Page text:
The SoniClear Tom Suspension System mounts are taken from the up-market Saturn IV range. The design involves a three-point mount - the two upper points bracketing off adjacent lugs, while the lower arm is not fixed, but freely rubber-buffets against a small bumper plate on the shell. The hexagonal 'L' arm (which is chrome not black) clamps to a stand. It's over-complicated, but no more so than many others in the modern isolation-obsessed drum world.
Taking their inspiration too from the Saturn IV are the new, sharp-edged lugs and floor tom legs with big sprung isolating rubber feet.
Two Studioease shell-pack configurations are initially offered on UK release, with choice of short or long toms. Our kit is the shorty with 22"x18" bass, punchy 10"x7" and 12"x8" mounted toms, 14"x12" and 16"x14" floor toms and 14"x51⁄2" Tomahawk snare. If you want a bit more low 'oomph' then go for the full-depth toms: 22"x18", 10"x8", 12"x9", 14"x14", 16"x16" and 14"x51⁄2".
"Armory combines the two most widespread shell materials, birch and maple, hoping for the best of both"
Armory combines the two most widespread shell materials, birch and maple, hoping for the best of both - the focusing wall of inner and outer birch plies, with a core of brighter, warmer maple. It's an attractive mix, but probably of more significance is the SoniClear bearing edge.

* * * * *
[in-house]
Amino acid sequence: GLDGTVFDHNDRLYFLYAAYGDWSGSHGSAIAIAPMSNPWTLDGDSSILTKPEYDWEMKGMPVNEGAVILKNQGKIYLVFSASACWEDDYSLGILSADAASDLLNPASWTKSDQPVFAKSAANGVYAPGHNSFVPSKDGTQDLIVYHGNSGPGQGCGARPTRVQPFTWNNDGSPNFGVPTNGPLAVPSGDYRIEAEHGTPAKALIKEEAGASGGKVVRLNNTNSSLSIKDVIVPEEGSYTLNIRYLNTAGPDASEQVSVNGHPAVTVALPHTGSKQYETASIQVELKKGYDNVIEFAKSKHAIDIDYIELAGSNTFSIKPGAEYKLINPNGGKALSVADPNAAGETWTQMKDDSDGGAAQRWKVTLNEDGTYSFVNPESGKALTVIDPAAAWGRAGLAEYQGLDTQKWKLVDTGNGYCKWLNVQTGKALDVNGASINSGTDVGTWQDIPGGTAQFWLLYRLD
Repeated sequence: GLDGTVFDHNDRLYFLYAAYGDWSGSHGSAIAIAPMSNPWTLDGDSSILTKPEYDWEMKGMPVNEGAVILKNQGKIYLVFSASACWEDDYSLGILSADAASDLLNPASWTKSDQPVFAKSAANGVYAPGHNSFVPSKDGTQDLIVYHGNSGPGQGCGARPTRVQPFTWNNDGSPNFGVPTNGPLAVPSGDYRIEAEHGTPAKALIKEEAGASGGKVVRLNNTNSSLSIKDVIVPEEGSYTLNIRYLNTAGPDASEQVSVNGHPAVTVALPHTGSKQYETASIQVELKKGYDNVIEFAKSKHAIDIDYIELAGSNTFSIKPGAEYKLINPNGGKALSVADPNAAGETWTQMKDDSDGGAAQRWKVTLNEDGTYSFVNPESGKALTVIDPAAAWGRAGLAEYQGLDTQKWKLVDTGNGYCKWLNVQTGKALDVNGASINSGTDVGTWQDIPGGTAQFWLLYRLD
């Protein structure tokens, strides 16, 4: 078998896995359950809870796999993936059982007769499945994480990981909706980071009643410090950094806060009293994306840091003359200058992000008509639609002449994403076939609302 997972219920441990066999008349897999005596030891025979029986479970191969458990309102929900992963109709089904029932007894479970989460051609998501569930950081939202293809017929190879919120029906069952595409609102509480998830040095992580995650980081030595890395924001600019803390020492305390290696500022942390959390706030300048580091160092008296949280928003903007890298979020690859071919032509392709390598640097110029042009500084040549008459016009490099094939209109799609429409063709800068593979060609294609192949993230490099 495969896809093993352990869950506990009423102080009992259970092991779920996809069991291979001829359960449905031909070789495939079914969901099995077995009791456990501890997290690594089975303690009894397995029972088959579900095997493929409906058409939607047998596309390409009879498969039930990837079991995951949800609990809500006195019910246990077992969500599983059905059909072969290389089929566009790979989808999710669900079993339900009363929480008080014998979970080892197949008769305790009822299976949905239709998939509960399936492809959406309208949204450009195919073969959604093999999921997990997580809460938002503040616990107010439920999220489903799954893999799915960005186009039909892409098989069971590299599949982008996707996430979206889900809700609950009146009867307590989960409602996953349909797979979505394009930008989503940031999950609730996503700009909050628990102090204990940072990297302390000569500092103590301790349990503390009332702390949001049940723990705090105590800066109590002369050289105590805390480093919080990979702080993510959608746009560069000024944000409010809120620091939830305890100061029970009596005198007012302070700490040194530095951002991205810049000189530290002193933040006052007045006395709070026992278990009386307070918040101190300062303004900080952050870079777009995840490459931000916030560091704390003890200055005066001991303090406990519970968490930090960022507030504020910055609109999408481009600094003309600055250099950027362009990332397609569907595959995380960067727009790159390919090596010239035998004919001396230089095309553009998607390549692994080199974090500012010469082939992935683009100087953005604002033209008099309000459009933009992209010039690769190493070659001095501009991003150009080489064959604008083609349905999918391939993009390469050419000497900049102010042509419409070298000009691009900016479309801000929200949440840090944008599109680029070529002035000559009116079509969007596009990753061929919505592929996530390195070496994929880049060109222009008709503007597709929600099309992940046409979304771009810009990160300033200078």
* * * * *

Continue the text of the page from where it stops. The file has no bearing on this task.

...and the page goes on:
In keeping with a number of recent trends it's a nod in the vintage direction. Most modern edges (including most of Mapex's) have a sharpish outer peak with a minimal round-over. The SoniClear edge extends that round-over half way and Mapex makes bold claims for it.
Bearing edges have long been subject to heated discussion. There is a continuum from the pencil sharp 45°/45° centred peak of, say, Spaun, to the completely rounded, vintage style of, say, Ludwig's Club Date or DW's Classics. By general consent the former will give you a pinpoint response with good sustain (more of the head), the latter a softer, more woody timbre (more of the shell).
But in its enthusiasm to hype-up its new edge Mapex claims that more typical, sharper edges cause the head "to sit high, resulting in tuning difficulty, poor shell resonance and lack of tonal clarity". This is a bit rich - are all Mapex's other shells therefore rubbish? We don't think so.
The logic of the more rounded edge is increased head-to-wood contact, garnering more shell tone. We personally like rounded edges with the resulting slightly softer, darker, warmer timbre. And that's how the toms felt to us. Tidy, with their short shells, woody and pleasingly mature.
The bass drum, with both full heads perimeter-damped, was also a beaut. Having no intrusive tom mount and only 16 lugs opens it up to impressive resonance, resulting in a loud and lively boom.
The Tomahawk snare drum feels weighty, which is good for a snare. It tuned up easily enough, functioning better from mid to high batter tensions, less well low, where it was sludgy and brutish with reduced sustain.
Steel is such a hard material it can seem to lack complex character, leading to a severe tone, particularly at higher tensions. It really came alive at mid-tension, after some sustained playing, opening out with a snappy, focused backbeat contrasting with high-pitched ringing rim-shots and a commanding cross-stick.